Warning follows report into online child sexual abuse risk

If the public are serious about wanting to protect children from online sexual abuse more investment in skilled professionals is needed now

If the public are serious about wanting to protect children from online sexual abuse more investment in skilled professionals is needed now. The stark warning comes from researchers following publication of a new report commissioned by the Independent Inquiry on Child Sexual Abuse (IICSA) which coincided with the first day of the public hearing into online child sexual abuse.

Victims of online facilitated child sexual abuse often remain undetected until images or videos of their abuse are picked up by criminal investigations.

And warns Professor Corinne May-Chahal, of Lancaster University, who led this piece of research: “These involve a growing number of children but the resources needed to detect abuse, trace victims and help them get support is very limited.” She added that a key question asked by parents and those working with children is what made a child at risk of online sexual abuse.

The Lancaster report, examines what is known about the characteristics, vulnerabilities and on-and-offline behaviour of victims of online-facilitated child sexual abuse and exploitation.

Whilst any child, even younger children, could be at risk, what is less known is that risk of direct contact is equally likely to come from people the child knows as well as from strangers.

Online-facilitated CSA (OFCSA) is a growing area of concern and includes a wide range of actions and events ranging from feeling upset by viewing sexual content online to live streaming sexual acts at the request of a perpetrator. It also includes the recording of offline CSA.

Sexting is not always abusive but, if images are shared without permission or distributed into peer to peer networks, it can be.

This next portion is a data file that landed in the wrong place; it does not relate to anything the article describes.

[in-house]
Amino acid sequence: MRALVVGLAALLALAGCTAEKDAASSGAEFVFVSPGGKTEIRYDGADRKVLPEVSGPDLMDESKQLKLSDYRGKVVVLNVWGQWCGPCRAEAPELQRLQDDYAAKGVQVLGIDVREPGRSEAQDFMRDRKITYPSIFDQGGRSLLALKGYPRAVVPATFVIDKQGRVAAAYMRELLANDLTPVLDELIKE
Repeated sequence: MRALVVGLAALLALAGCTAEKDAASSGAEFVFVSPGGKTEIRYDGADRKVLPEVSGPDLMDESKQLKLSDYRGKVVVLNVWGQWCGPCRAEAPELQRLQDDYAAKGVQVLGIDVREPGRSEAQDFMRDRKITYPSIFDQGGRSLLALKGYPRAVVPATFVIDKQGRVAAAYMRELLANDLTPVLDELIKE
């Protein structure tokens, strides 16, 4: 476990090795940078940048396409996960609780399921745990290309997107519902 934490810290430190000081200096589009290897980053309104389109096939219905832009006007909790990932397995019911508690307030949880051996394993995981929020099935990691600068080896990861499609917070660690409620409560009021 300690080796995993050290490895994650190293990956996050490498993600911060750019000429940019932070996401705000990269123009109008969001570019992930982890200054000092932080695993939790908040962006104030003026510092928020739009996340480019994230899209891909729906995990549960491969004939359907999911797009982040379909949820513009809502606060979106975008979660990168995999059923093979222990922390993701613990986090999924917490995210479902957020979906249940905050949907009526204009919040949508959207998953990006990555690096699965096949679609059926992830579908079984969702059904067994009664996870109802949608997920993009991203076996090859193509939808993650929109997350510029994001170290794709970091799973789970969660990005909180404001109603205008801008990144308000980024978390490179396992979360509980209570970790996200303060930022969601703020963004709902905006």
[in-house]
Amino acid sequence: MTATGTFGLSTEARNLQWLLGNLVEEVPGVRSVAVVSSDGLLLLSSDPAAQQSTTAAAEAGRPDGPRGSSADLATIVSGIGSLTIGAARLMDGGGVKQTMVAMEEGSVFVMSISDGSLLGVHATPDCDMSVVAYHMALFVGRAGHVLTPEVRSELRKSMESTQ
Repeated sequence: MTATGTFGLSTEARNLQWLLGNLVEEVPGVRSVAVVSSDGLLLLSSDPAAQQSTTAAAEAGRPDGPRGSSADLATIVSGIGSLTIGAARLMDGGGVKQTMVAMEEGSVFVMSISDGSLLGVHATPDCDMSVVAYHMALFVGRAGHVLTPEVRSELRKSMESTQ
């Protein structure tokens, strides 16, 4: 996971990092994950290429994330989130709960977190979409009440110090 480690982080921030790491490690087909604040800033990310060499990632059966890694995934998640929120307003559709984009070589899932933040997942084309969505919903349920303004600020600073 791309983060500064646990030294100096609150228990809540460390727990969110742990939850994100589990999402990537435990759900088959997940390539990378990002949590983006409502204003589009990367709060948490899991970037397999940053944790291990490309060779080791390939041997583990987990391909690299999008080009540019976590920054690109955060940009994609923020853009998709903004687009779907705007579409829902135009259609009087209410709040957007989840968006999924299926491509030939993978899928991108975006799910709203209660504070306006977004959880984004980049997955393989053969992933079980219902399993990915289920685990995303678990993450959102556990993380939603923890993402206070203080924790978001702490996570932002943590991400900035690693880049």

Researchers also found:

    • * Most studies suggest girls are at higher risk but this may be because boys are less likely to admit to OFCSA.

* Vulnerability characteristics included: –

      • – Adverse childhood experiences, such as physical and sexual abuse and exposure to parental conflict, made children more vulnerable to online victimisation. However, any child from any socio-economic background can fall victim to OFCSA

– Disability, particularly disabled boys who may be at equal or greater risk to girls

– Above average internet use increased vulnerability especially when interacting with other characteristics, such as having a disability or low self-esteem (at the time of the research 12-15 year olds spent on average just over 2.5 hrs per day but this is increasing all the time (now according to Ofcom 2017 they spend 21 hours a week online)

– Children exploring gender identities online may be more vulnerable

* What protects children online:

      • – In managing unwanted experiences, many children develop important digital skills that contribute to their overall resilience

– The more upset or distressed a child is by online-facilitated CSA the more likely they are to tell others; usually friends or parents

– Children are unlikely to tell others if they are embarrassed or afraid

IICSA launched 13 investigations into a broad range of institutions. One of the investigations focuses on the institutional responses to child sexual abuse and exploitation facilitated by the Internet.

The Lancaster University research, a ‘rapid evidence assessment’, provides an overview of the current state of evidence on a selected topic and is one of several reports published today.